By Matt S. Ashley, MD, SMGOR – Bend Urology Associates

Treatment of testicular cancer has become one of the great successes of modern oncologic care. Through years of diligent research, innovation and a little luck, cure rates typically exceed 90% — even for widely metastatic disease. Close collaboration between urologic surgeons, medical oncologists and radiation oncologists have resulted in some of the most successful treatment pathways of any tumor.

Testicular cancer patients are unique not only in their cancer outcomes, but also in the issues they face after the therapy is complete. Whereas the vast majority of cancer patients we treat in urology are over the age of 65, most young men with testicular cancer are between 18 and 40 years old. We as clinicians have been far too slow in recognizing the special challenges faced by testicular cancer survivors. We now strive to provide a comprehensive plan of care following treatment that addresses the hormonal, sexual, reproductive and social impact of the disease.

Fertility is usually at the front of most men’s concerns while undergoing treatment. To address this worry, male patients are offered sperm banking before any surgery, chemotherapy or radiation is performed. Chances of future paternity issues can be reduced by varying amounts depending on the treatment, so we recommend sperm preservation to any interested patient. There are also numerous foundations that assist with the costs associated with sperm banking for these men. Men with testicular cancer are also known to have increased rates of hypogonadism (low testosterone) after treatment. This can be the result of exposure to chemotherapy or radiation, but likely also reflects some degree of baseline dysfunction in the remaining testicle. Young men with a history of testicular cancer should be screened for low testosterone since hormonal replacement can improve quality of life significantly in the appropriate setting. Similarly, we see earlier onset of erectile dysfunction in these patients and counsel them regarding treatment options from the outset.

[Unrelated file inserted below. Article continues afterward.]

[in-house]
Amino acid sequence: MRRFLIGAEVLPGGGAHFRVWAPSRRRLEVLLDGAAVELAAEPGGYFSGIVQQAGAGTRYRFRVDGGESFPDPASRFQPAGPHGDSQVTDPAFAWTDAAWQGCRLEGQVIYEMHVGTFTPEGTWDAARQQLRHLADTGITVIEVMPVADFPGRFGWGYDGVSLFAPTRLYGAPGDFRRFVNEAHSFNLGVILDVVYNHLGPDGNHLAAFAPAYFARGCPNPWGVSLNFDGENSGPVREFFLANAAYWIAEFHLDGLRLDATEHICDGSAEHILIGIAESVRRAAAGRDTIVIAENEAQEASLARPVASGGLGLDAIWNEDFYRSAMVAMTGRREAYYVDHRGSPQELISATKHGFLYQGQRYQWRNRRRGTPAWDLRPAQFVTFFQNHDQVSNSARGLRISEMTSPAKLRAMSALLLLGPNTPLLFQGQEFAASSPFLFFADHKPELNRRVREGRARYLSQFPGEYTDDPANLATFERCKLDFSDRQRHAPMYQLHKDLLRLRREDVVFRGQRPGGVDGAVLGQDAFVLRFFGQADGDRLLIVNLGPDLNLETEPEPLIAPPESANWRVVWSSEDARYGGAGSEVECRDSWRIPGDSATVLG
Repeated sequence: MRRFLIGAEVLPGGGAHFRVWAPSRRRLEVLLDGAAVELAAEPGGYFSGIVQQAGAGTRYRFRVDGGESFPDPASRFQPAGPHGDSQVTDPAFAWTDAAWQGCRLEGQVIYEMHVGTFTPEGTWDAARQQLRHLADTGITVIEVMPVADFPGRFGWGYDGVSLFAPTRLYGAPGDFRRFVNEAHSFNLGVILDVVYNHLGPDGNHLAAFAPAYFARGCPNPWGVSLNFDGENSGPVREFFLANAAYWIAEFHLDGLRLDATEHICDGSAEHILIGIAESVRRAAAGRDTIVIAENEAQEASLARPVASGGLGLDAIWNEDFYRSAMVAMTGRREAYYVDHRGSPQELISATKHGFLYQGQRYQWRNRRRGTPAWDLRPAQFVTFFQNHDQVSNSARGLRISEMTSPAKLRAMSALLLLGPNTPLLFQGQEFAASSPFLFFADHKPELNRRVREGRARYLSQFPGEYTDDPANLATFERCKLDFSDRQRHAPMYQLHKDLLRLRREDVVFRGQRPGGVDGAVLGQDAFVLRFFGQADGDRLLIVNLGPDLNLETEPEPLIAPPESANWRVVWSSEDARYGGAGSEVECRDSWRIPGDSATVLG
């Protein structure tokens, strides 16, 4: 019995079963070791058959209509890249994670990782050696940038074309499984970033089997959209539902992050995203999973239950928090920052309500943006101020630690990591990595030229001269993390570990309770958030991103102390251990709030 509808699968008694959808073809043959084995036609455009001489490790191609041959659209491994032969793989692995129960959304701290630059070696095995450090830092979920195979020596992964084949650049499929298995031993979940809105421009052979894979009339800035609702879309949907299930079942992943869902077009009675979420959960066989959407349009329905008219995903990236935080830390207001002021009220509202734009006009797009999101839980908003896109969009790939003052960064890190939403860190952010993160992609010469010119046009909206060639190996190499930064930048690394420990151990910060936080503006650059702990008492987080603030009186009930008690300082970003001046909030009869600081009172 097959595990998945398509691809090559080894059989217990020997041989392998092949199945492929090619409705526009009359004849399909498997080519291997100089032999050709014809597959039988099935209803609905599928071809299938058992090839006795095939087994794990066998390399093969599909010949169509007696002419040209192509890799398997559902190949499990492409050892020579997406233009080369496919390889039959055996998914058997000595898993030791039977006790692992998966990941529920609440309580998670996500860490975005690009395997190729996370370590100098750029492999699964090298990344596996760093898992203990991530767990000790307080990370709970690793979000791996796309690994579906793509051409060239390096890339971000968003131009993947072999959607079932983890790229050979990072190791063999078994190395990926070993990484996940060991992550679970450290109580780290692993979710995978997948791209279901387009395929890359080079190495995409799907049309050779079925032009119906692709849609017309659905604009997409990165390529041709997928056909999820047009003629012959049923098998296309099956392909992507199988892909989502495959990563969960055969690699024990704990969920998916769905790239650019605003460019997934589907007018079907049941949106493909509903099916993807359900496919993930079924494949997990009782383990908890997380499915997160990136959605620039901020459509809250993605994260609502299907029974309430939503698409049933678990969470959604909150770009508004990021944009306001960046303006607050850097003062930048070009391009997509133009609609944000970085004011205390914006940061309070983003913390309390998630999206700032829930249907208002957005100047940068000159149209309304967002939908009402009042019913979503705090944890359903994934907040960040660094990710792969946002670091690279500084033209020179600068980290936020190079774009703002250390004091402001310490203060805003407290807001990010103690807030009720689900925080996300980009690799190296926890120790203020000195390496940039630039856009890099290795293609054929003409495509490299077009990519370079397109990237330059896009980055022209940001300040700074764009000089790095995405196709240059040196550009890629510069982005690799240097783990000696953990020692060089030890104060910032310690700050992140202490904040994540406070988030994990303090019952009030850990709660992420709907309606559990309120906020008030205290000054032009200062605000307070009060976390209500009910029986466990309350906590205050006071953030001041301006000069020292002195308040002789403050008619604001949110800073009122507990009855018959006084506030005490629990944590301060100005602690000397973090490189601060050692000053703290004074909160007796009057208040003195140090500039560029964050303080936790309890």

Unfortunately, testicular cancer survivors are faced with adversity as they return to work, school or family after having their lives turned upside down by the disease. In the past we expected these young men to simply pick up where they left off before their diagnosis. However, we now know that many testicular cancer survivors struggle to find their place after treatment is complete. There is often a perception among their peers that they have “beaten” cancer and should only feel joy and gratitude when in reality, many testicular cancer survivors experience feelings of isolation and anxiety, particularly surrounding their years of cancer surveillance visits.

We currently offer a wide array of services to these men to address the psychological and social challenges of being a young cancer survivor. There are specially trained counselors available to help, as well as numerous complimentary providers such as acupuncture and nutritionists to ensure all aspects of survivorship are being addressed.

Medicine has made tremendous progress in treating men with testicular cancer, but we are now realizing that the cure is just the beginning.

Matt S. Ashley, MD
Dr. Ashley treats all aspects of urology and specializes in robotic surgeries. He also has a special interest in urologic cancers, prostatic enlargement, erectile dysfunction, kidney stones, testosterone replacement and Peyronie’s disease. Dr. Ashley received his undergraduate degree from Princeton University and obtained his medical degree from Oregon Health & Science University in Portland, Oregon. He practiced for one year in Washington after completing his residency at the USC Institute of Urology in Los Angeles, California before relocating back to his home state of Oregon.

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